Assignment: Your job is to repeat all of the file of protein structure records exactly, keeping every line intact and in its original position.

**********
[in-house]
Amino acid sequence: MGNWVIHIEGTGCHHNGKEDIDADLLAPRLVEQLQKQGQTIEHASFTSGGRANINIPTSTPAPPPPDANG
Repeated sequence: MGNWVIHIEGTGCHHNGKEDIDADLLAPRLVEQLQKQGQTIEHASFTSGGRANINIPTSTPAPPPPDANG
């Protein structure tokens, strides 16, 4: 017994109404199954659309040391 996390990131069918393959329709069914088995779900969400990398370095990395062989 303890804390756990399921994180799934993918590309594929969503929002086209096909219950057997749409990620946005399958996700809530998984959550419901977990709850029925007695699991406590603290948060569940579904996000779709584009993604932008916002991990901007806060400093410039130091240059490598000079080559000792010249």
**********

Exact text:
[in-house]
Amino acid sequence: MGNWVIHIEGTGCHHNGKEDIDADLLAPRLVEQLQKQGQTIEHASFTSGGRANINIPTSTPAPPPPDANG
Repeated sequence: MGNWVIHIEGTGCHHNGKEDIDADLLAPRLVEQLQKQGQTIEHASFTSGGRANINIPTSTPAPPPPDANG
């Protein structure tokens, strides 16, 4: 017994109404199954659309040391 996390990131069918393959329709069914088995779900969400990398370095990395062989 303890804390756990399921994180799934993918590309594929969503929002086209096909219950057997749409990620946005399958996700809530998984959550419901977990709850029925007695699991406590603290948060569940579904996000779709584009993604932008916002991990901007806060400093410039130091240059490598000079080559000792010249």